A Muscogee County jury convicted James Rodney Nelson of selling cocaine, possessing cocaine with intent to distribute, and using a communication device to commit a felony. Narcotics agents testified a confidential informant told them he had obtained cocaine from someone named "Rodney." They met with the informant at his home and arranged for him to page "Rodney" and set up a sale. Someone who identified himself as Rodney called the informant and said he was on the way; the defendant drove up approximately 15 minutes later. After searching the informant to ensure he had no drugs, the agents sent him to Nelson's car wearing a recording device and carrying $40 in marked bills. The agents audiotaped a conversation during which the informant gave the $40 in exchange for crack cocaine. The informant returned to the house and gave the agents the cocaine. After Nelson drove away, other officers stopped him and found additional cocaine under the dashboard of his car. The jury heard the tape of the conversations between Nelson and the informant.
Nelson claimed he had not sold any cocaine to the informant and testified he received the $40 from the informant in repayment of a debt. In support of his case, Nelson sought to introduce a written, notarized statement the informant gave to Nelson's attorney. Because the informant did not appear to testify at trial, the court excluded the document as hearsay. Nelson's only contention on appeal is that the trial court improperly excluded the informant's written statement. Held:
As the parties agree, the informant's written statement was inadmissible hearsay unless it fell within the "necessity" exception to the hearsay rule. See OCGA 24-3-1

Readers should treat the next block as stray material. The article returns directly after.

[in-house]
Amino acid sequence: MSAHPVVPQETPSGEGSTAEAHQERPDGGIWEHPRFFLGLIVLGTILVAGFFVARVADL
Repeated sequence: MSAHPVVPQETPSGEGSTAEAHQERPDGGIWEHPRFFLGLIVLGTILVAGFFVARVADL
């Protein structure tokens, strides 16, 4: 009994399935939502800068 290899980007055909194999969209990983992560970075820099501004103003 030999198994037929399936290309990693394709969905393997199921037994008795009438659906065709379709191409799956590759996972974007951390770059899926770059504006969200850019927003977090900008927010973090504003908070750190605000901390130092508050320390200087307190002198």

(b). "[T]o admit hearsay statements under the necessity exception, two prerequisites must be satisfied: (1) there must be a necessity for admitting the out-of-court statement, and (2) there must be a guarantee of the trustworthiness of the statement which the law will consider a substitute for the oath and cross-examination." Smith v. State, 266 Ga. 827
, 830 (4) (470 SE2d 674
because he did not appear in response to a subpoena; therefore, the introduction of his statement was necessary. We need not address this argument, although prior cases have generally held that a witness is "unavailable" only when the witness has died, has invoked a privilege, or has not been located after a diligent search. See, e.g., Hayes v. State, 265 Ga. 1
, 2-3 (3) (453 SE2d 11
) (witness dead); Higgs v. State, 256 Ga. 606
, 608 (4) (351 SE2d 448
) (witness invoked privilege); Adams v. State, 191 Ga. App. 16
, 17 (2) (381 SE2d 69
) (child witness could not be located because her family deliberately hid her). In this case, the informant's statements did not meet the requirement of "trustworthiness."
Although the informant made his written statement to an attorney who notarized it, the statement was not made until two weeks after Nelson's arraignment on these charges. Similarly, in Turner v. State, 216 Ga. App. 896
, 899 (2) (456 SE2d 241
), the defendant sought to introduce a hearsay statement a witness made to her attorney after the defendant's preliminary hearing. We found that statement, made sometime after the incident and not made as part of any official investigation, insufficiently trustworthy. Furthermore, as Nelson's counsel agreed, the State possessed a tape recording of an "absolutely contradictory" statement the informant made to police. See Mallory v. State, 261 Ga. 625
, 628 (2) (409 SE2d 839
) (out-of-court statement not trustworthy where witness made contradictory statements). Under these circumstances, the trial court did not err in excluding this evidence.